|Price fluctuations||There is no daily limit.||Daily limit is imposed by the exchange with a rule providing for expanded daily price limits.|
|Market Liquidity||Offsetting with the other banks. Forward positions are not easily offset or transfer to other participants.||There is public offset/ arbitrage offset. All positions whether long or short can be liquidated easily.|
Components of Currency Futures Trade
1. Futures Players – These players are:-
- Hedgers – Traders/ Parties wishing to manage their risks are called hedgers. Hedgers use futures to reduce price risk.
- Speculators – Speculators are people who take positions in the market & want to assume risks to profit from exchange rate fluctuations. Speculators assume risk in the hope of making a profit.
- Arbitrageurs – They are market participants who thrive on market imperfections & are in the business to take advantage of a discrepancy between prices in two different markets. They provide liquidity for the marketplace.
2. Clearing Houses – Every organized futures exchange has a clearing house that guarantees performance to all of the participants in the market. Every trading party in the futures markets has obligations only to the clearing house. Futures exchanges like CME act as third party “clearinghouses” to facilitate futures trading. The Clearing Members guarantee the trades monitor and maintain the margin accounts, and individual traders are protected from default.
It is an independent corporation and its stockholders are its member clearing firms. All futures traders maintain an account with member clearing firms either directly or through a brokerage firm.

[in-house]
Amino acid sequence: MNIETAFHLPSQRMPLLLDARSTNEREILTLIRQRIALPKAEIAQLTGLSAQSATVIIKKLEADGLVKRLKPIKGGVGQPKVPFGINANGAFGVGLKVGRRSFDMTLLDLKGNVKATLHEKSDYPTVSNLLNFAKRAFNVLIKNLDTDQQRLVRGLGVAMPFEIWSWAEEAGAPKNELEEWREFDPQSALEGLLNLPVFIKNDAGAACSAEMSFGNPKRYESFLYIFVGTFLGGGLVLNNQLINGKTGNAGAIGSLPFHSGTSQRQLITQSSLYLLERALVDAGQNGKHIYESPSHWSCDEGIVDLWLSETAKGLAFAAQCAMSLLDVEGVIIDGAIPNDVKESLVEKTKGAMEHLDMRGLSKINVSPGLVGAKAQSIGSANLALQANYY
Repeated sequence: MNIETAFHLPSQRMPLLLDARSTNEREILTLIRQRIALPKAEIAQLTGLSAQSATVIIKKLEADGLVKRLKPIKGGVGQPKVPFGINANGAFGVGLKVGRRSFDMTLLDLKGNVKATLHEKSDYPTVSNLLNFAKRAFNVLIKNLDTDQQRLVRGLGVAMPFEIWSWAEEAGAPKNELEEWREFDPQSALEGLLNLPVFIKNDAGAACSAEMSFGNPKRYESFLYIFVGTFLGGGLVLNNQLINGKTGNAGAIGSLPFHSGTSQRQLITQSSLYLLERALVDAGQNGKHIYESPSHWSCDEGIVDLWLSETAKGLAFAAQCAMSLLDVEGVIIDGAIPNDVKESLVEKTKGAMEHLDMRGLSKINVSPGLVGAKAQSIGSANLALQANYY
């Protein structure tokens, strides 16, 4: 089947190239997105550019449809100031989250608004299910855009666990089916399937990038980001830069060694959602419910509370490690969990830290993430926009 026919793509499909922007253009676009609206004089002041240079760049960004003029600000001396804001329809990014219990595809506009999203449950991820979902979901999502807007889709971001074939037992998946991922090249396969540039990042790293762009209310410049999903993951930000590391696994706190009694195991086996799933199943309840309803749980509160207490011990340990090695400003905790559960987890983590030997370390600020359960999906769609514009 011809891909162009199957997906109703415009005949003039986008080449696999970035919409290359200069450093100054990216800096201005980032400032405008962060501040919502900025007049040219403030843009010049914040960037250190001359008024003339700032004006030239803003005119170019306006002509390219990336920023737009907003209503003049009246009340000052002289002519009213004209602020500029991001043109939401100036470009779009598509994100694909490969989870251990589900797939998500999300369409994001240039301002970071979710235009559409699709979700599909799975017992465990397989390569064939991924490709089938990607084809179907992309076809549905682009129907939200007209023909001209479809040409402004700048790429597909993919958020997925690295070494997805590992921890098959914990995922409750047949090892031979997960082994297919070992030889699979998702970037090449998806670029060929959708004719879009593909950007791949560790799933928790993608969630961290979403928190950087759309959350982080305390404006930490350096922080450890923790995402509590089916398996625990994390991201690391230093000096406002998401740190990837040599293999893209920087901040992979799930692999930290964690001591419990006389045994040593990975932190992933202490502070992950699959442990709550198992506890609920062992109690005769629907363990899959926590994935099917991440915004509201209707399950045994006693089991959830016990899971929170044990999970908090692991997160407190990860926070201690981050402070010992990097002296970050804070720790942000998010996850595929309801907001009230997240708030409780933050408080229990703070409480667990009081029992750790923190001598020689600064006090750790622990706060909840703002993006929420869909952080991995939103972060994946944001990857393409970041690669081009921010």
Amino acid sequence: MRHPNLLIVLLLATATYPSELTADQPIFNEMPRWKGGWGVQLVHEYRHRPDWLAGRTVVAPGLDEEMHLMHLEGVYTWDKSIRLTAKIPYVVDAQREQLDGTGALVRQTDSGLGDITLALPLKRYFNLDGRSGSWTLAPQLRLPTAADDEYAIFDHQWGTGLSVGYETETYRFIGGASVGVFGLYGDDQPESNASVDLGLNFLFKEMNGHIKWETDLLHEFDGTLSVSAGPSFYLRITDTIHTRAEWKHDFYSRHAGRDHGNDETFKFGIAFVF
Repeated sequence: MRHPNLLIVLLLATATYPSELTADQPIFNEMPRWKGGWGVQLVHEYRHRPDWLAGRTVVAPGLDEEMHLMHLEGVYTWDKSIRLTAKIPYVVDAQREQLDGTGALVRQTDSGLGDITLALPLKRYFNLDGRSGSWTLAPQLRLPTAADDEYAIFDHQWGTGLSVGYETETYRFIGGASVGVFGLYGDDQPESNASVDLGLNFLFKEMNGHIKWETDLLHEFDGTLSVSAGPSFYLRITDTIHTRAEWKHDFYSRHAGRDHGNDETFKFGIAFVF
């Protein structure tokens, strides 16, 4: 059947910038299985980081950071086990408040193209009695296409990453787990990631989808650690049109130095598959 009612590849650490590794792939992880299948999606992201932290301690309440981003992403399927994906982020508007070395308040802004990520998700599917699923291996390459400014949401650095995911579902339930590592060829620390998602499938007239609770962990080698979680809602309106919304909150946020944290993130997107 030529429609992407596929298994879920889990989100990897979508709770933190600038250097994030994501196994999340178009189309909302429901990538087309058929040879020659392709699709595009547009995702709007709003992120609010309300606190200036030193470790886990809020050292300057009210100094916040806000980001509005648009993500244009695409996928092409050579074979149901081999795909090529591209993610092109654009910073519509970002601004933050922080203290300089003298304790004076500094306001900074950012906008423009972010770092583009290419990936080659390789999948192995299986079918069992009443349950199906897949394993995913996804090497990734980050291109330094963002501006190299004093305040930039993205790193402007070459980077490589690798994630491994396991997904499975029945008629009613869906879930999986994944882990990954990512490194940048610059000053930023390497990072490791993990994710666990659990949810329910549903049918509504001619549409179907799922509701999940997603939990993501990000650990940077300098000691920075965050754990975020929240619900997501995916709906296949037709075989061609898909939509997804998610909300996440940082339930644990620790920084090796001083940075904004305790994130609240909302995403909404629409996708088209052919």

3. Margin Requirements – Each trader is required to post a margin to insure the clearing house against credit risk. Upon completion of the futures contract, the margin is returned. When one opens a futures contract, one is required pay a fee to the broker and to post a margin. The margin is posted to ensure that deals are honored. When the equity position falls, then this margin must be supplemented by additional cash to bring it up to the maintenance level.
Example of margin and maintenance level: Suppose the margin on a futures contract on the £ is $3000 and the maintenance level is $2500. Then as long as the the decline in the futures position is less than $500 you need not take any action, but once the futures position declines by more than $500 you need to post additional margin equal to the full decline in value in the futures position.
4. Transaction Costs – The costs incurred are-
- Floor trading & clearing fees – These are small fees charged by the exchange & its associated clearing house.
- Commissions – A commission broker charges a commission fees to transact a public order.
- Delivery Costs – Those are incurred in case of actual delivery.
In futures contracts, only 1% of contracts are settled with the underlying asset, 99% are “settled with cash” by a “reversing trade.” Because of daily settlement, the contract is actually settled in cash continually throughout the contract. Like buying insurance, you get a cash settlement from your auto insurance company, not a new car or body work. Futures contracts are like “side bets.” 90% of forward contracts involve an exchange of currency, the person who is short (seller) actually delivers FX to the long (buyer).
Reversing Trade involves taking an offsetting position, which closes out, neutralizes, your futures position, and you exit the market. If you are long (buy), you take a short (sell) position to close out – you are then selling to yourself, neutralizes your contract.
Execution of Futures Trade
- Trading is done on trading floor.
- A party buying or selling future contracts makes an initial deposit of margin amount.
- If the rate moves in its favour, it makes a gain. This amount (gain) can be immediately withdrawn or left in the account.
- However, in case the closing rate has moved against the party, margin call is made and the amount of ‘loss’ is debited to its account.
- As soon as the margin account falls below the maintenance margin, the trading party has to make up the gap so as to bring the margin account again to the original level.